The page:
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Paedophile police officer loses appeal against life sentence

23 May 2024 4 minute read
Photo issued by South Wales Police of the police interview of Lewis Edwards .

A paedophile police officer who was jailed for life for grooming more than 200 underage girls has lost a bid to change his sentence at the Court of Appeal.

Lewis Edwards incited girls aged between 10 and 16 to send him degrading pictures and videos of themselves over Snapchat, which he secretly recorded before blackmailing many of his victims.

The former South Wales Police officer admitted more than 150 offences and was sentenced to 13 life sentences with a minimum term of 12 years for the most serious charges in October last year.

Lawyers for the 24-year-old challenged the sentence at the Court of Appeal, arguing at a hearing on Thursday that the judge should not have passed a life sentence.

But three judges dismissed his appeal.


Mrs Justice May said: “The applicant appears to have a settled, perverse sexual interest in young girls. He has minimised the harm caused to his victims.

“In these circumstances, we can understand the judge’s conclusion that it was impossible to conclude when or if the risk posed by the applicant would cease.

“We are not persuaded that the applicant should be differently sentenced. The sentence thus remains in all respects as it was before.”

161 offences

Edwards, formerly of Heol Ty Cribwr, Cefn Glas, Bridgend, previously pleaded guilty to 161 offences, including blackmail, inciting a child to engage in sexual activity, making a child watch a sex act, demanding indecent images of children, and making indecent images of children.

He posed as a teenage boy on the social media platform to groom his victims and force them to send indecent images of themselves.

He would then blackmail some of his victims, threatening their friends and family unless they sent him increasingly graphic content, while also sending videos of him performing sex acts upon himself.

Cardiff Crown Court heard last year that he threatened to bomb the house of one victim and shoot her parents if she stopped sending him images, with many victims self-harming, feeling suicidal and developing anxiety and depression as a result of Edwards’s offending.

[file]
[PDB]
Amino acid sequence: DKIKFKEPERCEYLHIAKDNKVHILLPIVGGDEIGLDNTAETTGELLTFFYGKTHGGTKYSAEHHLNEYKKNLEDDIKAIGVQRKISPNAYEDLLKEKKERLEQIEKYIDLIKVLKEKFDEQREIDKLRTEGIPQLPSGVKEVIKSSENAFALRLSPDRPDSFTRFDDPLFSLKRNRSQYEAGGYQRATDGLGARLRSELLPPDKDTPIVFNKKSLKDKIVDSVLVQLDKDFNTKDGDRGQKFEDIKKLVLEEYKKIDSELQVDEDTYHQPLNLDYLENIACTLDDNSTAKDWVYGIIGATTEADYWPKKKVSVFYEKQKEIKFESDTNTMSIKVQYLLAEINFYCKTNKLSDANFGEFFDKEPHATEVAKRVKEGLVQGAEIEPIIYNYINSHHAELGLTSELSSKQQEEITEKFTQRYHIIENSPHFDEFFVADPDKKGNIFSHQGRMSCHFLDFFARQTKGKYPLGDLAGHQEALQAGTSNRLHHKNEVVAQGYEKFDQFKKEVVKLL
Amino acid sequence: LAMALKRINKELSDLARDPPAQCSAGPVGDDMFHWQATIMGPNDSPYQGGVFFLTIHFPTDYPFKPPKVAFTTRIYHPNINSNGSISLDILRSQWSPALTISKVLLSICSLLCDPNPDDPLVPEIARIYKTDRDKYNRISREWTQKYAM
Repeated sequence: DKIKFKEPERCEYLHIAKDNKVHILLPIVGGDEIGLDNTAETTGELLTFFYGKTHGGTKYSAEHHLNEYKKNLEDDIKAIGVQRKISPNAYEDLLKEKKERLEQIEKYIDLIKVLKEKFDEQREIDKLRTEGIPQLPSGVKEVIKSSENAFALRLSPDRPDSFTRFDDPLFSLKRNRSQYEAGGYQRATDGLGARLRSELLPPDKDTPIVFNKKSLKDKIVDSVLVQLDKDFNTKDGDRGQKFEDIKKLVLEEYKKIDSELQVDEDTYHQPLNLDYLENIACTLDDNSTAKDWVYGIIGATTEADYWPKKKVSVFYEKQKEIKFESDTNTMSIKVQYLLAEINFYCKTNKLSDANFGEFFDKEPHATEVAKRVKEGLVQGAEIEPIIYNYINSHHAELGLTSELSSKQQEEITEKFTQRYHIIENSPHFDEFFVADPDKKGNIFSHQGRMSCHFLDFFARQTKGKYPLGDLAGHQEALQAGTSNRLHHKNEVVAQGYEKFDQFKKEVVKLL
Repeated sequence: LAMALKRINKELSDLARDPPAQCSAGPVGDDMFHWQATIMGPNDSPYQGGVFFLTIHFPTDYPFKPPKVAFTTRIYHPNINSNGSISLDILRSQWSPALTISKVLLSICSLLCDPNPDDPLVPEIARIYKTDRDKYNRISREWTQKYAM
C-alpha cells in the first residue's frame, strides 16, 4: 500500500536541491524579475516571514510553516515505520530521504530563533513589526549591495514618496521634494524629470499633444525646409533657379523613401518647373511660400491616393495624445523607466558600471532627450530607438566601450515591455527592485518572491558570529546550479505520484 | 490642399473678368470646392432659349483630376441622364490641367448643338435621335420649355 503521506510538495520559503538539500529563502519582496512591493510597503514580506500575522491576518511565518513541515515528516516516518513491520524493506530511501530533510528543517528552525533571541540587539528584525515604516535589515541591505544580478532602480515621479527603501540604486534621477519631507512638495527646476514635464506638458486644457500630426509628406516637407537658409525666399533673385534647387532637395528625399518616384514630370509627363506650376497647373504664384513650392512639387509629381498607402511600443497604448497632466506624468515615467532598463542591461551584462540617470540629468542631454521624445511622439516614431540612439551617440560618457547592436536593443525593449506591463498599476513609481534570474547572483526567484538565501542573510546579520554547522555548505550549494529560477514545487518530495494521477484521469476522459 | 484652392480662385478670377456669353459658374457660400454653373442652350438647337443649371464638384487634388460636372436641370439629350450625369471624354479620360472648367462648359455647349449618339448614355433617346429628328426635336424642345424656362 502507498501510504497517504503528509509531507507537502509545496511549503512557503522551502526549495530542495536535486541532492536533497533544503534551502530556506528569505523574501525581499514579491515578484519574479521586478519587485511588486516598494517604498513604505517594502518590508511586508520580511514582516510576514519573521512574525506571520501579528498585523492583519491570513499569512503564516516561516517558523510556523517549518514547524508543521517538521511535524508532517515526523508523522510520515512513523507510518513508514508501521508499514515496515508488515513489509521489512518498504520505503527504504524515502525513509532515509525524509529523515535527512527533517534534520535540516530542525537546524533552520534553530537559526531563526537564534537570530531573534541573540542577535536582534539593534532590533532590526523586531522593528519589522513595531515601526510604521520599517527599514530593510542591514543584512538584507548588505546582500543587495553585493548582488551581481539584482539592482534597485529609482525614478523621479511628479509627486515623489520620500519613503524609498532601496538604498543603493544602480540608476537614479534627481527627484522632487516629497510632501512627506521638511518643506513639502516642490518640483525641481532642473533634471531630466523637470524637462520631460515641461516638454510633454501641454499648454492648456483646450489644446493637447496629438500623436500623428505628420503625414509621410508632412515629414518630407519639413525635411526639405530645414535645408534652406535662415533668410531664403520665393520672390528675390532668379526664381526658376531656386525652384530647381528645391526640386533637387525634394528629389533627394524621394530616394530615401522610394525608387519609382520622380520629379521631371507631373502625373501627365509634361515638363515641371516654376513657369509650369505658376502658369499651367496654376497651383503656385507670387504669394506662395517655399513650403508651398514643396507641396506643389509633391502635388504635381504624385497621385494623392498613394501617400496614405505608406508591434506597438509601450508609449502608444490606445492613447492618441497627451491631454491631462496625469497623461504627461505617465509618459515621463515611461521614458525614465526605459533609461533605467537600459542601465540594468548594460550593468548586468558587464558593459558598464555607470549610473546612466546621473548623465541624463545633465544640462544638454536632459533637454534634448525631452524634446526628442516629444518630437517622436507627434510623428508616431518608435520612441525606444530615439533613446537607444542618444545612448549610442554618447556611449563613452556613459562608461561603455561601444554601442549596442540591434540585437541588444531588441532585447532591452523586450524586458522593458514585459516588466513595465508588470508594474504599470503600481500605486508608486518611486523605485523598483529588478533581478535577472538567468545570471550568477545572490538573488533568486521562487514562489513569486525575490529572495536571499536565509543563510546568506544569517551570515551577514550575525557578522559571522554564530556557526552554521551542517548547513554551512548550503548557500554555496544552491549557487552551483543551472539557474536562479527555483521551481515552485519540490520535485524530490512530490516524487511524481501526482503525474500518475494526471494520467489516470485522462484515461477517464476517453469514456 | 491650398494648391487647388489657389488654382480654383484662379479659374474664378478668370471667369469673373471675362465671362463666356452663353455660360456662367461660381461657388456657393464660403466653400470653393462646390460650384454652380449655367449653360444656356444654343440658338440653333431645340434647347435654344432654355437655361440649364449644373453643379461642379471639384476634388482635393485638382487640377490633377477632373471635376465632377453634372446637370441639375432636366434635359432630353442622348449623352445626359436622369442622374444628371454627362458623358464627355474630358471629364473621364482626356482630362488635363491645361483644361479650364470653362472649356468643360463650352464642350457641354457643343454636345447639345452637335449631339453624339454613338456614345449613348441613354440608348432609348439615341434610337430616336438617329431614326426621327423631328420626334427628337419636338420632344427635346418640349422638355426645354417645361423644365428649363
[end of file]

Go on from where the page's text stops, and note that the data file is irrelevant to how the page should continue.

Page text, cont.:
Passing sentence, Judge Tracey Lloyd-Clarke, the Recorder of Cardiff, said Edwards’s reaction to his victims’ distress was “cruel and sadistic” and that the offending was “significantly aggravated” by the fact he was a serving police officer.

Edwards, who joined South Wales Police in January 2021 and resigned during criminal proceedings, met all but one of his victims while he was an officer and had contact with his victims on 30 occasions while on duty.

He refused to attend his sentencing and did not attend Thursday’s hearing.

Last resort

Susan Ferrier, for Edwards, said: “Life imprisonment should always be a sentence of last resort, this being a young man who at the time of the offending which he pleaded guilty to was identified as somebody who, although he had gained entry into the police force, was somebody who was not just a young man but someone who was emotionally immature.”

Roger Griffiths, representing the Crown Prosecution Service, said: “The sentence is not one that is manifestly excessive in the circumstances of this case.”

Mrs Justice May, sitting with Lord Justice Holroyde and Mr Justice Bourne, ruled that while the case was at the “outer margins” of where a life sentence should be passed, it “was not unreasonable”.

Following the sentencing last year, Snapchat said the offending was “abhorrent” and that it had added “extra protections for under-18s”, including a pop-up warning for teens if they are contacted by people they do not know.

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